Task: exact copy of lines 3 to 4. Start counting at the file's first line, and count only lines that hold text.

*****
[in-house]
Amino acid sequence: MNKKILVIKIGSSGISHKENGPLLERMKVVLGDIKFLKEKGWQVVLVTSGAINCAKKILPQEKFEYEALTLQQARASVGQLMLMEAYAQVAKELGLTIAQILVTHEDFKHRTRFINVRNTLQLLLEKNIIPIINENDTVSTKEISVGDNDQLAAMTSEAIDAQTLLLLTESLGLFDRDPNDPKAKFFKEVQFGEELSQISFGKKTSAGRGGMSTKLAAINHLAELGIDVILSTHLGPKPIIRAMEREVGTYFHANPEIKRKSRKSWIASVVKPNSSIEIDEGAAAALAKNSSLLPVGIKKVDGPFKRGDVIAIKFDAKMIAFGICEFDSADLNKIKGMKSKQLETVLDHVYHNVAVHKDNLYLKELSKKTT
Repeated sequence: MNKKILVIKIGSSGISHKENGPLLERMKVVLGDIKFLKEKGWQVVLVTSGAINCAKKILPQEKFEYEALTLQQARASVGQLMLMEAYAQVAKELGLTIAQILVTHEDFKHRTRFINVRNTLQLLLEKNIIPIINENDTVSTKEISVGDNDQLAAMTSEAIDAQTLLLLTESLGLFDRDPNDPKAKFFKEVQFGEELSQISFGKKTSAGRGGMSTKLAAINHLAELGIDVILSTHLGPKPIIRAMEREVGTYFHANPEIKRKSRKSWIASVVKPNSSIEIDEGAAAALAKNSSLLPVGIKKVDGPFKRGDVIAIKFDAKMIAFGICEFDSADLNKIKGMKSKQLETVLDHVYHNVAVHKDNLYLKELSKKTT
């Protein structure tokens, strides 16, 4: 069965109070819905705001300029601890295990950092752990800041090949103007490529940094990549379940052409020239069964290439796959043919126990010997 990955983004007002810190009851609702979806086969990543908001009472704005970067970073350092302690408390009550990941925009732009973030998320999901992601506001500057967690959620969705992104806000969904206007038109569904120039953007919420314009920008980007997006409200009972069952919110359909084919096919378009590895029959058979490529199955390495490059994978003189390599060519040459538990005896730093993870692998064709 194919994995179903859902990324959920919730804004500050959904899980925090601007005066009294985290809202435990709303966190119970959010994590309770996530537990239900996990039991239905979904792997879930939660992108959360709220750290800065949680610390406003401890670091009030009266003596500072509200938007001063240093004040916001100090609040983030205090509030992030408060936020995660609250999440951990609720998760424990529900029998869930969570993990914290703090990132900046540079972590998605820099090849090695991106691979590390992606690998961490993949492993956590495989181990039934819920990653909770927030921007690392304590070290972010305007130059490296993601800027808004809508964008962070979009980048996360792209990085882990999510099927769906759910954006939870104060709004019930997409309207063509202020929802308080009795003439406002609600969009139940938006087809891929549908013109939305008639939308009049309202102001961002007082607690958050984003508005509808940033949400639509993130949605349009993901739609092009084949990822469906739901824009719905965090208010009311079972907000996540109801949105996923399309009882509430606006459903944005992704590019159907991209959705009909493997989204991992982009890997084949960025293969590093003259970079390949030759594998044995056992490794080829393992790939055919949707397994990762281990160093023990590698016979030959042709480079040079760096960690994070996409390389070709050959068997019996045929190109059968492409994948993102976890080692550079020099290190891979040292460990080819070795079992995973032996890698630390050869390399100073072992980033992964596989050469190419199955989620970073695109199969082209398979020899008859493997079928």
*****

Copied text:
Repeated sequence: MNKKILVIKIGSSGISHKENGPLLERMKVVLGDIKFLKEKGWQVVLVTSGAINCAKKILPQEKFEYEALTLQQARASVGQLMLMEAYAQVAKELGLTIAQILVTHEDFKHRTRFINVRNTLQLLLEKNIIPIINENDTVSTKEISVGDNDQLAAMTSEAIDAQTLLLLTESLGLFDRDPNDPKAKFFKEVQFGEELSQISFGKKTSAGRGGMSTKLAAINHLAELGIDVILSTHLGPKPIIRAMEREVGTYFHANPEIKRKSRKSWIASVVKPNSSIEIDEGAAAALAKNSSLLPVGIKKVDGPFKRGDVIAIKFDAKMIAFGICEFDSADLNKIKGMKSKQLETVLDHVYHNVAVHKDNLYLKELSKKTT
């Protein structure tokens, strides 16, 4: 069965109070819905705001300029601890295990950092752990800041090949103007490529940094990549379940052409020239069964290439796959043919126990010997 990955983004007002810190009851609702979806086969990543908001009472704005970067970073350092302690408390009550990941925009732009973030998320999901992601506001500057967690959620969705992104806000969904206007038109569904120039953007919420314009920008980007997006409200009972069952919110359909084919096919378009590895029959058979490529199955390495490059994978003189390599060519040459538990005896730093993870692998064709 194919994995179903859902990324959920919730804004500050959904899980925090601007005066009294985290809202435990709303966190119970959010994590309770996530537990239900996990039991239905979904792997879930939660992108959360709220750290800065949680610390406003401890670091009030009266003596500072509200938007001063240093004040916001100090609040983030205090509030992030408060936020995660609250999440951990609720998760424990529900029998869930969570993990914290703090990132900046540079972590998605820099090849090695991106691979590390992606690998961490993949492993956590495989181990039934819920990653909770927030921007690392304590070290972010305007130059490296993601800027808004809508964008962070979009980048996360792209990085882990999510099927769906759910954006939870104060709004019930997409309207063509202020929802308080009795003439406002609600969009139940938006087809891929549908013109939305008639939308009049309202102001961002007082607690958050984003508005509808940033949400639509993130949605349009993901739609092009084949990822469906739901824009719905965090208010009311079972907000996540109801949105996923399309009882509430606006459903944005992704590019159907991209959705009909493997989204991992982009890997084949960025293969590093003259970079390949030759594998044995056992490794080829393992790939055919949707397994990762281990160093023990590698016979030959042709480079040079760096960690994070996409390389070709050959068997019996045929190109059968492409994948993102976890080692550079020099290190891979040292460990080819070795079992995973032996890698630390050869390399100073072992980033992964596989050469190419199955989620970073695109199969082209398979020899008859493997079928």